As this illustration suggests, children in the Renaissance were considered young adults.
From the Roxburghe Ballads. University of Victoria Library.

John Shakespeare

Although there are no other records about the young Shakespeare during this period, there is a fair amount of information about his father, a glove-maker who also held a number of public offices over a twenty year period, ranging from borough ale-taster to alderman to bailiff, the highest public office in Stratford. Stratford was a market center for the county of Warwickshire in the rural heartland of England.

From about 1577, when William was 13, John Shakespeare suffered financial loss* and ceased to play a part in local government. His situation improved* from 1596 until his death in 1601.

In 1575 John Shakespeare was wealthy enough to buy two houses, but in 1577 he stopped attending council meetings, though he was an alderman. The following year he mortgaged a property of his wife's and sold her share in another. Later, he faced various fines and lost his aldermanic seat. In 1592 he was listed among those who failed to attend church, "for feare of process for debtte."

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In 1596 John Shakespeare applied for, and was granted, a coat of arms, which would then make him and his family members of the gentry; in 1597 William bought the splendid house New Place on the main street of Stratford. It seems likely that William's undoubted success as shareholder in the Lord Chamberlain's Men (his company of actors) allowed him to restore his father's fortunes.

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Mary Shakespeare (nee Arden)

Shakespeare's mother was born Mary Arden, the daughter of a well-to-do landowner in a lesser branch of an aristocratic family. (The family gave its name to the nearby Forest of Arden, which is the setting of Shakespeare's As You Like It.)

It is typical of the period that, though many references to John Shakespeare's activities survive, only the date of Mary Shakespeare's burial (9 September 1608) was recorded.

Shakespeare's brothers and sisters

Footnotes

  1. Financial difficulties

    In 1575 John Shakespeare was wealthy enough to buy two houses, but in 1577 he stopped attending council meetings, though he was an alderman. The following year he mortgaged a property of his wife's and sold her share in another. Later, he faced various fines and lost his aldermanic seat. In 1592 he was listed among those who failed to attend church, "for feare of process for debtte."

  2. William to the the rescue?

    In 1596 John Shakespeare applied for, and was granted, a coat of arms, which would then make him and his family members of the gentry; in 1597 William bought the splendid house New Place on the main street of Stratford. It seems likely that William's undoubted success as shareholder in the Lord Chamberlain's Men (his company of actors) allowed him to restore his father's fortunes.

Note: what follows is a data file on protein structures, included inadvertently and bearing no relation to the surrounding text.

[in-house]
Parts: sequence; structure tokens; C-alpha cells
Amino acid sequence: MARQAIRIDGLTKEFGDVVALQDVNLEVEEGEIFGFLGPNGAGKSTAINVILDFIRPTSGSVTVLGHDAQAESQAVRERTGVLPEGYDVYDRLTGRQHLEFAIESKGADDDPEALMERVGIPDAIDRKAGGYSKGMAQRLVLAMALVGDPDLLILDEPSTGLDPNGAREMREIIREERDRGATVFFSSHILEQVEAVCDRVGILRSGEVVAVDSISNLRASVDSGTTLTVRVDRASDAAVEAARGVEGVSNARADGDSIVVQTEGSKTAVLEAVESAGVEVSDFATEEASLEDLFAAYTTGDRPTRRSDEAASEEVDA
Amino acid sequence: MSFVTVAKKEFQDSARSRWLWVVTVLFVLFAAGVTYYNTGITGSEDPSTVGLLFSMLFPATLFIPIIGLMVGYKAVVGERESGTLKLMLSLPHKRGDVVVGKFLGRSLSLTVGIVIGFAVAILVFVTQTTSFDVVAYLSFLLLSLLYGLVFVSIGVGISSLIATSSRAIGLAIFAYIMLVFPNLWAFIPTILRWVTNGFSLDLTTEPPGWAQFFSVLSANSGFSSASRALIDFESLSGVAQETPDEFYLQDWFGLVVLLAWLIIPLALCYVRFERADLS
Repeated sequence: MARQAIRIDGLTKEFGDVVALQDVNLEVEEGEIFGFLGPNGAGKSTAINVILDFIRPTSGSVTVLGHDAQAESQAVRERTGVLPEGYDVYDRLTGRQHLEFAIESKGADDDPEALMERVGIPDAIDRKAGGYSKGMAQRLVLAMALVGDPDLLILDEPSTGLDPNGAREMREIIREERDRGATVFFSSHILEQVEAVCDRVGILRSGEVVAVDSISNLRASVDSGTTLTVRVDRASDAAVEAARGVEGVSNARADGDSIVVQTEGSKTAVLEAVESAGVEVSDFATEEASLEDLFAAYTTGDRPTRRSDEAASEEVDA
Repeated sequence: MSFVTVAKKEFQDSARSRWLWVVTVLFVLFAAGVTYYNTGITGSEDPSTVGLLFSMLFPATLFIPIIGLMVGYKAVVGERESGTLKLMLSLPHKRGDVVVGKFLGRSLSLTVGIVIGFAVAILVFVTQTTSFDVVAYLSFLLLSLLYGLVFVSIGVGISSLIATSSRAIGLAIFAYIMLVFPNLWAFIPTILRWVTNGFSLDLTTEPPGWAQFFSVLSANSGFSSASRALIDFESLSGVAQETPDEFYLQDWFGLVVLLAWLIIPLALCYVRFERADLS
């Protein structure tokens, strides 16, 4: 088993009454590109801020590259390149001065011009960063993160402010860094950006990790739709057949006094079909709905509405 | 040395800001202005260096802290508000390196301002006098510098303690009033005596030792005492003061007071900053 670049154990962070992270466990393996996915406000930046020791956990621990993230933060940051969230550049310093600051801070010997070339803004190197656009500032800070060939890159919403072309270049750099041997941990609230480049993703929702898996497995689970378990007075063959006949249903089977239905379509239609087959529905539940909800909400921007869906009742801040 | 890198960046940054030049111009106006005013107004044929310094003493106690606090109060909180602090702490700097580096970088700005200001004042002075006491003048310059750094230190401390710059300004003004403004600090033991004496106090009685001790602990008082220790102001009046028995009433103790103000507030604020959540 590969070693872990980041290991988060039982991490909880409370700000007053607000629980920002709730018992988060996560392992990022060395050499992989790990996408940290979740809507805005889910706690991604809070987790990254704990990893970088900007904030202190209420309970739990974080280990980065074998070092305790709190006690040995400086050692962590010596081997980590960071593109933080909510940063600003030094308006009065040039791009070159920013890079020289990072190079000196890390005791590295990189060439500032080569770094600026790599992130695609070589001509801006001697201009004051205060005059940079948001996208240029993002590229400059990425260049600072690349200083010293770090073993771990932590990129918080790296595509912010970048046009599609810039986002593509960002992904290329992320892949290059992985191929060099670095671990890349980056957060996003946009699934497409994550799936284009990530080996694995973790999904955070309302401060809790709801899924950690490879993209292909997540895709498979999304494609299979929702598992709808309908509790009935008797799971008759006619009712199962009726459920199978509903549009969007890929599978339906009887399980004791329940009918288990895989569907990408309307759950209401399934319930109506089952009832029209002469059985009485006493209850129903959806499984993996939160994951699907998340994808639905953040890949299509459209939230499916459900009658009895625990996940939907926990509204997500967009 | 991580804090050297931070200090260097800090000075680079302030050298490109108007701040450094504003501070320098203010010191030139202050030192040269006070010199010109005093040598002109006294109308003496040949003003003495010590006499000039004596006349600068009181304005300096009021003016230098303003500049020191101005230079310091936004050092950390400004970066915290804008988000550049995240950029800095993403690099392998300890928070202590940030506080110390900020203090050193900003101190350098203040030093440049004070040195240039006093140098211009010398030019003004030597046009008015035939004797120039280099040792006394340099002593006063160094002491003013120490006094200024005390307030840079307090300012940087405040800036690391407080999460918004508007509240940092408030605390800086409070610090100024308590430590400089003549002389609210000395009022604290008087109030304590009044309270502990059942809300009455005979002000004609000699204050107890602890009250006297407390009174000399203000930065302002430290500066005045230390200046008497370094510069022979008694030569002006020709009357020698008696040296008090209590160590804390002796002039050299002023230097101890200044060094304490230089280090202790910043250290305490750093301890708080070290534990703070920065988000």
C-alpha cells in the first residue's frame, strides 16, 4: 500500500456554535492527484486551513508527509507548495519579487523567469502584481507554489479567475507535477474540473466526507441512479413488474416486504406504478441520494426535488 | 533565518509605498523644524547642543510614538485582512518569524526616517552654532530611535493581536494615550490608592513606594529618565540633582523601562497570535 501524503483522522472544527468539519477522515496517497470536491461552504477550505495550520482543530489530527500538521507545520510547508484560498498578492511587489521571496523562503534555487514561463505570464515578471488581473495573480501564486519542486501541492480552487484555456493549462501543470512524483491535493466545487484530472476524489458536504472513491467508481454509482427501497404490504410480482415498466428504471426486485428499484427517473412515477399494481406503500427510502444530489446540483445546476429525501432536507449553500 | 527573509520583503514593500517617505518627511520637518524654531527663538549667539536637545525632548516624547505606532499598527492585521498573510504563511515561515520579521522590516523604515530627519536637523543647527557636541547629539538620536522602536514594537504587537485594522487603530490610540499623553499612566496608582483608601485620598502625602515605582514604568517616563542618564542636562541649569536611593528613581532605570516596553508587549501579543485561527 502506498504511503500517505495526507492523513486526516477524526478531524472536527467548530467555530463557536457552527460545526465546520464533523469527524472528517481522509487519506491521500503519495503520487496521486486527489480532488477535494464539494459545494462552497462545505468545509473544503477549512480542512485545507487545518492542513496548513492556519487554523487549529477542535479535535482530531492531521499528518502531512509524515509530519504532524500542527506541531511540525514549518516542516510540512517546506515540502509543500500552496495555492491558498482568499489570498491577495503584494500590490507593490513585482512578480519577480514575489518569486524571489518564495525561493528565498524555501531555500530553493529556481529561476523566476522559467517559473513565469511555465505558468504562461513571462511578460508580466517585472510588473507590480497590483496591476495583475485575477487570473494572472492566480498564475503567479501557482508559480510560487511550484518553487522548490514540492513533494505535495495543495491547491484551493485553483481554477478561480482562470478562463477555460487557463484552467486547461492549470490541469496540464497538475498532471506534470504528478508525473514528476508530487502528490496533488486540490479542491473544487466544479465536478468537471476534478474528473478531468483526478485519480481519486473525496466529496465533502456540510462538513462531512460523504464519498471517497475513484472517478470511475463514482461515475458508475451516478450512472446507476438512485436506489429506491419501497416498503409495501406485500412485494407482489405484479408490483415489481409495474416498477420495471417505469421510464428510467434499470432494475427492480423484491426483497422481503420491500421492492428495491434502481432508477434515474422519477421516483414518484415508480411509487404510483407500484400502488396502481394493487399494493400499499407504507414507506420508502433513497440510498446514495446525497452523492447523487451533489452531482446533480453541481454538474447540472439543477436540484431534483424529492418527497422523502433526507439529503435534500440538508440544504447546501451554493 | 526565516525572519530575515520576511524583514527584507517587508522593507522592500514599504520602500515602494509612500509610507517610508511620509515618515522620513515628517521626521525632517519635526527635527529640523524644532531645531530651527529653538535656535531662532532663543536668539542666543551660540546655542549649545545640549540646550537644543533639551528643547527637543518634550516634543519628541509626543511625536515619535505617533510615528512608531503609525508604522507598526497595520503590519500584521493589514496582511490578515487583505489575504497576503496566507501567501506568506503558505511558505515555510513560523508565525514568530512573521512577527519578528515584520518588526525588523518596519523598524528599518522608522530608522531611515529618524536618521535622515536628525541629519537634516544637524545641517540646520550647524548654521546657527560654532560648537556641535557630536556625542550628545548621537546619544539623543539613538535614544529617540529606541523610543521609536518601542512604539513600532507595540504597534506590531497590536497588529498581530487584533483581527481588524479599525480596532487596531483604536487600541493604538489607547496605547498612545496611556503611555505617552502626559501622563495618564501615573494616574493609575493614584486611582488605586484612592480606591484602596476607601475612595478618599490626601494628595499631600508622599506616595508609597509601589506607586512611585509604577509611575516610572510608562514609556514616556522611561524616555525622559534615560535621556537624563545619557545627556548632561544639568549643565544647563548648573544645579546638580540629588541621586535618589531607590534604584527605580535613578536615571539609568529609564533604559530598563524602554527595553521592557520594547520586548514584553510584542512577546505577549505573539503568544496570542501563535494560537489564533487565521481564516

3. Joan Shakespeare's inheritance

    William left his younger sister:

    "All my wearing Apparell. . . and the house with th'appurtenances in Stratford wherein she dwelleth."

  4. Edmund's burial

    Four months after his son's death in 1607, Edmund Shakespeare was buried in Southwark, near the Globe theatre. Of his life and death, David J. Kathman writes:

    Edmund Shakespeare was born in Stratford in 1580. The next mention of him which survives is the baptism of his son Edward at St. Leonard's, Shoreditch, on July 12, 1607; however, this son was buried at St. Giles' Cripplegate exactly a month later, on August 12, 1607. The burial record indicates that the infant was "base borne." The baptismal record indicates that Edmund and/or his son came from "morefilds," e.g. Moorfields, the location of the Curtain theater, where Queen Anne's Company was acting in 1607. However, the burial in St. Giles Cripplegate points to the Fortune theater and Prince Henry's Men. Edmund may have acted with one of these companies, or he could have been a hired man who played for both. Then again, it is also possible that he played with neither. Edmund himself followed his son to the grave a scant four and a half months later and was buried in St. Saviour's Southwark, the parish of the Globe theater, on December 31, 1607. This was probably due to the influence of his brother William, a possibility which is strengthened by the fact that Edmund was buried in the church (as opposed to the churchyard) and his funeral featured a forenoon knell of the great bell (as opposed to the lesser bell). Edmund's funeral cost 20 shillings, whereas burial in the churchyard with a knell of the lesser bell only cost 3 shillings, the difference doubtless being paid by William.

    (Shaksper listserv, May 1998)